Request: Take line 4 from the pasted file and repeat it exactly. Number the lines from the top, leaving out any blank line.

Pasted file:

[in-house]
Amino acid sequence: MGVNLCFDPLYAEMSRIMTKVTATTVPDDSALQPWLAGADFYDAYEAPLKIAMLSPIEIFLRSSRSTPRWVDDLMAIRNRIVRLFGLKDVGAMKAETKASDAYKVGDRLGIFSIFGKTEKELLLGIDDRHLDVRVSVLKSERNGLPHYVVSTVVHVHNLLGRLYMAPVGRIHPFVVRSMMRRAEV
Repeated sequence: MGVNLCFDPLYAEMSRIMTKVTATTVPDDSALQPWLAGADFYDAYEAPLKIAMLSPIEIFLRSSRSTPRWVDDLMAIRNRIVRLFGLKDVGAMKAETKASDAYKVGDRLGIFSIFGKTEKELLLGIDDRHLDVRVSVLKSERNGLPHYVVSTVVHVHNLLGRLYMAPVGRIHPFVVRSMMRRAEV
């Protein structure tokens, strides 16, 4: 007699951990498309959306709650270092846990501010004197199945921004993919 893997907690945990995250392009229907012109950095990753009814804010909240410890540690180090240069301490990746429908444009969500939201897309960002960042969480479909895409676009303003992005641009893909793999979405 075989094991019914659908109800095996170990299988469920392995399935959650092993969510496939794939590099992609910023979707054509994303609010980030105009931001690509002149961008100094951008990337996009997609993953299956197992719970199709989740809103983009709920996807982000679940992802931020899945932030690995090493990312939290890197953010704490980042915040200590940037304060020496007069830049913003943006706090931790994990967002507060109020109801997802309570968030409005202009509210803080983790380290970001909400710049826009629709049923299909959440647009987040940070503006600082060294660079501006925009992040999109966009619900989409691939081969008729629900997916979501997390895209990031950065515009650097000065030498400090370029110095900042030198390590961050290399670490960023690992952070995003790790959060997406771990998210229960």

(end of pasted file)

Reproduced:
């Protein structure tokens, strides 16, 4: 007699951990498309959306709650270092846990501010004197199945921004993919 893997907690945990995250392009229907012109950095990753009814804010909240410890540690180090240069301490990746429908444009969500939201897309960002960042969480479909895409676009303003992005641009893909793999979405 075989094991019914659908109800095996170990299988469920392995399935959650092993969510496939794939590099992609910023979707054509994303609010980030105009931001690509002149961008100094951008990337996009997609993953299956197992719970199709989740809103983009709920996807982000679940992802931020899945932030690995090493990312939290890197953010704490980042915040200590940037304060020496007069830049913003943006706090931790994990967002507060109020109801997802309570968030409005202009509210803080983790380290970001909400710049826009629709049923299909959440647009987040940070503006600082060294660079501006925009992040999109966009619900989409691939081969008729629900997916979501997390895209990031950065515009650097000065030498400090370029110095900042030198390590961050290399670490960023690992952070995003790790959060997406771990998210229960």